Where do Australians get dietary flavonoids from?
Introduction: Laboratory-based in vitro studies provide compelling evidence supporting the involvement of dietary flavonoid intake in risk of coronary heart disease and some cancers. Associations between intakes of individual flavonoids and disease outcomes at the population level are emerging from recent epidemiological studies. As an important step in the development of methods to assess flavonoid intakes across populations, the major sources of dietary flavonoids in the adult Australian population were identified. Methods: Data from a 24-hour diet recall questionnaire used in a national nutrition survey (NNS95- comprising a sample of 10851 subjects aged 19 years and over) were combined with USDA data on flavonoid content of foods to identify key sources. Results: Black and green teas clearly were the dominant sources of the flavonols kaempferol, myricetin and quercetin. Other significant flavonol sources included onion, broccoli, apple, grape, coffee and beans. Black and green teas also were dominant sources of flavon-3-ols, with wine, apples and pears contributing somewhat. In terms of flavanone consumption, oranges, lemon (eriodictyol), mandarin and grapefruit were the major sources. Parsley, celery and English spinach were the major flavone sources. Wine was the major anthocyanadin source with smaller amounts from cherry and blueberry. Conclusions: There is a risk that if the ubiquitous occurrence of flavonoids within vegetables and fruits is not acknowledged in nutrition promotion, then an important health promotion opportunity will be missed. Flavonoids represent an opportunity for a major shift in the way vegetables and fruits are promoted to populations with insufficient intake levels.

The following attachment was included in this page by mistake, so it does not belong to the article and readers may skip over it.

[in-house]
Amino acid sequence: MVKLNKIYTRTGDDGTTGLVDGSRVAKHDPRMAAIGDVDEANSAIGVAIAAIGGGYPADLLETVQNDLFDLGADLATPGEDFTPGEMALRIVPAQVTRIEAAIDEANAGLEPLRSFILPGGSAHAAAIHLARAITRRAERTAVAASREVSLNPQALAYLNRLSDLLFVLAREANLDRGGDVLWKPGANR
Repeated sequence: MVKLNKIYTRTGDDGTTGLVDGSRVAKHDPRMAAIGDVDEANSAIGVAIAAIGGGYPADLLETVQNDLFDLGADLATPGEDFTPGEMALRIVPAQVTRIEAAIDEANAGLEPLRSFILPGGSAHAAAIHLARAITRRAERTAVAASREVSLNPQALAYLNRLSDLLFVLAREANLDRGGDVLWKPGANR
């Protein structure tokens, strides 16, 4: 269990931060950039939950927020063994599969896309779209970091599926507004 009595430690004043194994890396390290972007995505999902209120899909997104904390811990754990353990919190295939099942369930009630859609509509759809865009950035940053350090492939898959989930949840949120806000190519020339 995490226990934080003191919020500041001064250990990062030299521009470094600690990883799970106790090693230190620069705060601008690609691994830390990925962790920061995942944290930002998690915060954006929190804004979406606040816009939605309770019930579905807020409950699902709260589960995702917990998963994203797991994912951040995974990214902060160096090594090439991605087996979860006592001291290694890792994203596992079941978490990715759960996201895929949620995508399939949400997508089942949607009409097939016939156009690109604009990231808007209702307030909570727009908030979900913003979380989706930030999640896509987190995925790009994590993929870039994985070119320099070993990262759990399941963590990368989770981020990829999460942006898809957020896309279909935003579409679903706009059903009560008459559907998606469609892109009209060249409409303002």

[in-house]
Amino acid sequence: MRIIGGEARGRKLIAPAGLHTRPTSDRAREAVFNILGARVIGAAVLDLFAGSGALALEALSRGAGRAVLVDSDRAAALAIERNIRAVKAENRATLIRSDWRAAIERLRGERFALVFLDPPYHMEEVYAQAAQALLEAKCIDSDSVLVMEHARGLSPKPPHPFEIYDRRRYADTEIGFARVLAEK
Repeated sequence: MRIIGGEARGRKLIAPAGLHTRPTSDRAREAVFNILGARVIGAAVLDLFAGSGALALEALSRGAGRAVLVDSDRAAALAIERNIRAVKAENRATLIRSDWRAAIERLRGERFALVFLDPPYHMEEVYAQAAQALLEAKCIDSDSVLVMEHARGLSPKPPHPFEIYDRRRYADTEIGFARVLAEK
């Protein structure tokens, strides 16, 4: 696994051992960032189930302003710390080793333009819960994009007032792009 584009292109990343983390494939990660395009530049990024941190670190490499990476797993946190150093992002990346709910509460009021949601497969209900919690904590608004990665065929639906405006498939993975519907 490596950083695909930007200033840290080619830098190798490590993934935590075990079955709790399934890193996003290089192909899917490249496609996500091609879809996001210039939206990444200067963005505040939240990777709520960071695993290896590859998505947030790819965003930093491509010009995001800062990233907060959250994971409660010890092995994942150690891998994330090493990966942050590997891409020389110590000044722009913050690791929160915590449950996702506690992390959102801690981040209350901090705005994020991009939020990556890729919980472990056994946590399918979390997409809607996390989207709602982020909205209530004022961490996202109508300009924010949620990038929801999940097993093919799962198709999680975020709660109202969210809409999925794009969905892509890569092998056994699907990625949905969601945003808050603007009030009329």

Population Health Congress 2008. A Global World - Practical Action for Health and Well-being